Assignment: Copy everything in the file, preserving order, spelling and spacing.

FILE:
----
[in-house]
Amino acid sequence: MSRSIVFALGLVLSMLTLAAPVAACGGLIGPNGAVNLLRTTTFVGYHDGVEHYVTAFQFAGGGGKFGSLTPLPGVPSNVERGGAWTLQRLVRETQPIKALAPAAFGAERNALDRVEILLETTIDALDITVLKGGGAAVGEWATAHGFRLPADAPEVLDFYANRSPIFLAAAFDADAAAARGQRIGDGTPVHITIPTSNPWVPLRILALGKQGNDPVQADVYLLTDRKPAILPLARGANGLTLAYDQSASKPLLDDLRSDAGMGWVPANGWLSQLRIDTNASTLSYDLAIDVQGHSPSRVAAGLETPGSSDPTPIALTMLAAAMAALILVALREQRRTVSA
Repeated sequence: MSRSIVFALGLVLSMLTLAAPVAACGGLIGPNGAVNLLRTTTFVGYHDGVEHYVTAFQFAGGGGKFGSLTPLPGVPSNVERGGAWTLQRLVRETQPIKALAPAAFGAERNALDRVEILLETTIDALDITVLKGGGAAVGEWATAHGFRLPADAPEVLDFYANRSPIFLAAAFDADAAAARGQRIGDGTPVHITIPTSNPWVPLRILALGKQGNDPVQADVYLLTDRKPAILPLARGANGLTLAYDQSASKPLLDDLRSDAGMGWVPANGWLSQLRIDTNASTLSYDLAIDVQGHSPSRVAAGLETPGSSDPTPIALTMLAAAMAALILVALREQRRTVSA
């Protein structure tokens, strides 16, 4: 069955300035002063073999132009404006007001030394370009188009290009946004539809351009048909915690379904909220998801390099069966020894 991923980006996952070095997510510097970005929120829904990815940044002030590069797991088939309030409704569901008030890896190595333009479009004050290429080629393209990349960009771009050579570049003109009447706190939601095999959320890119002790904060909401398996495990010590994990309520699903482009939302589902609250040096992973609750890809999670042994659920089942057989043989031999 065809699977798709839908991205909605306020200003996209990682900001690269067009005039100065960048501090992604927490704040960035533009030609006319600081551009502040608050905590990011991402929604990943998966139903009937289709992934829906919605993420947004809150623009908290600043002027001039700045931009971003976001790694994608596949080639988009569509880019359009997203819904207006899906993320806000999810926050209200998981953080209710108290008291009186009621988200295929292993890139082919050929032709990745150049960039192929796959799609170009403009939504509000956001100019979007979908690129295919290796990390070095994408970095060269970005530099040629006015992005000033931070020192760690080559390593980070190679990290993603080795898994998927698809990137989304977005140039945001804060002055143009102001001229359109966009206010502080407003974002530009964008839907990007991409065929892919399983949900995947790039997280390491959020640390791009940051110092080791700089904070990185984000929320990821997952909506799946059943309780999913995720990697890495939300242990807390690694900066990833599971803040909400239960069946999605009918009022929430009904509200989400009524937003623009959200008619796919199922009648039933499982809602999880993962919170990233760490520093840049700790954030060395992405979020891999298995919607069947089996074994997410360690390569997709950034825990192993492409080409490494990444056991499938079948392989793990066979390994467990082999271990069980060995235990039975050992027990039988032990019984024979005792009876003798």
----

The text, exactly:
[in-house]
Amino acid sequence: MSRSIVFALGLVLSMLTLAAPVAACGGLIGPNGAVNLLRTTTFVGYHDGVEHYVTAFQFAGGGGKFGSLTPLPGVPSNVERGGAWTLQRLVRETQPIKALAPAAFGAERNALDRVEILLETTIDALDITVLKGGGAAVGEWATAHGFRLPADAPEVLDFYANRSPIFLAAAFDADAAAARGQRIGDGTPVHITIPTSNPWVPLRILALGKQGNDPVQADVYLLTDRKPAILPLARGANGLTLAYDQSASKPLLDDLRSDAGMGWVPANGWLSQLRIDTNASTLSYDLAIDVQGHSPSRVAAGLETPGSSDPTPIALTMLAAAMAALILVALREQRRTVSA
Repeated sequence: MSRSIVFALGLVLSMLTLAAPVAACGGLIGPNGAVNLLRTTTFVGYHDGVEHYVTAFQFAGGGGKFGSLTPLPGVPSNVERGGAWTLQRLVRETQPIKALAPAAFGAERNALDRVEILLETTIDALDITVLKGGGAAVGEWATAHGFRLPADAPEVLDFYANRSPIFLAAAFDADAAAARGQRIGDGTPVHITIPTSNPWVPLRILALGKQGNDPVQADVYLLTDRKPAILPLARGANGLTLAYDQSASKPLLDDLRSDAGMGWVPANGWLSQLRIDTNASTLSYDLAIDVQGHSPSRVAAGLETPGSSDPTPIALTMLAAAMAALILVALREQRRTVSA
């Protein structure tokens, strides 16, 4: 069955300035002063073999132009404006007001030394370009188009290009946004539809351009048909915690379904909220998801390099069966020894 991923980006996952070095997510510097970005929120829904990815940044002030590069797991088939309030409704569901008030890896190595333009479009004050290429080629393209990349960009771009050579570049003109009447706190939601095999959320890119002790904060909401398996495990010590994990309520699903482009939302589902609250040096992973609750890809999670042994659920089942057989043989031999 065809699977798709839908991205909605306020200003996209990682900001690269067009005039100065960048501090992604927490704040960035533009030609006319600081551009502040608050905590990011991402929604990943998966139903009937289709992934829906919605993420947004809150623009908290600043002027001039700045931009971003976001790694994608596949080639988009569509880019359009997203819904207006899906993320806000999810926050209200998981953080209710108290008291009186009621988200295929292993890139082919050929032709990745150049960039192929796959799609170009403009939504509000956001100019979007979908690129295919290796990390070095994408970095060269970005530099040629006015992005000033931070020192760690080559390593980070190679990290993603080795898994998927698809990137989304977005140039945001804060002055143009102001001229359109966009206010502080407003974002530009964008839907990007991409065929892919399983949900995947790039997280390491959020640390791009940051110092080791700089904070990185984000929320990821997952909506799946059943309780999913995720990697890495939300242990807390690694900066990833599971803040909400239960069946999605009918009022929430009904509200989400009524937003623009959200008619796919199922009648039933499982809602999880993962919170990233760490520093840049700790954030060395992405979020891999298995919607069947089996074994997410360690390569997709950034825990192993492409080409490494990444056991499938079948392989793990066979390994467990082999271990069980060995235990039975050992027990039988032990019984024979005792009876003798």